What's the difference between i.e. and e.g.?
late 13c., "onward movement," from Old French cors (12c.) "course; run, running; flow of a river," from Latin cursus "a running race or course," from curs- past participle stem of currere "to run" (see current (adj.)).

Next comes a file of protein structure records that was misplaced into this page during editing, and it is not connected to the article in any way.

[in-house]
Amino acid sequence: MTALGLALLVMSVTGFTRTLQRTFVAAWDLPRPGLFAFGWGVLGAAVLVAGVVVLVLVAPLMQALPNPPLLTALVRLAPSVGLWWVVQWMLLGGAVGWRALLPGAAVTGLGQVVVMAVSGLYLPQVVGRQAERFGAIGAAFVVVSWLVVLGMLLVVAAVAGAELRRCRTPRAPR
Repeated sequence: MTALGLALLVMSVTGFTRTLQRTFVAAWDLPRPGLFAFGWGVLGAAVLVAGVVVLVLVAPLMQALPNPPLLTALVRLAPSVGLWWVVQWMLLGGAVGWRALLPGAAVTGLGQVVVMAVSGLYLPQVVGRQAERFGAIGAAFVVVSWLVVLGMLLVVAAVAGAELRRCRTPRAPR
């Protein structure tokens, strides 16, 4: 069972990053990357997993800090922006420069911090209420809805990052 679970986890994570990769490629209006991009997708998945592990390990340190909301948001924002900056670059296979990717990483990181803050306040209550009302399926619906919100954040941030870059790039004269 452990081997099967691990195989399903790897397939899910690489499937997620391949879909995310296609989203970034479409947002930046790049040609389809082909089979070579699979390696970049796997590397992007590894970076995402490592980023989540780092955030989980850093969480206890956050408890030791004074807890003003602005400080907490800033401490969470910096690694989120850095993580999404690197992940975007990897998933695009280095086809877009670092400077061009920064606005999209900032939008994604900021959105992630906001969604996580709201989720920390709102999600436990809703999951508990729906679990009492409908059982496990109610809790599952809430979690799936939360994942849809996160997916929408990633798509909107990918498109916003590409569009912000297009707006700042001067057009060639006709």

Most extended senses (meals, etc.) are present in 14c. Academic meaning "planned series of study" is c.1600 (in French from 14c.). Phrase of course is attested from 1540s; literally "of the ordinary course;" earlier in same sense was bi cours (c.1300).
16c., from course (n.). Related: Coursed; coursing.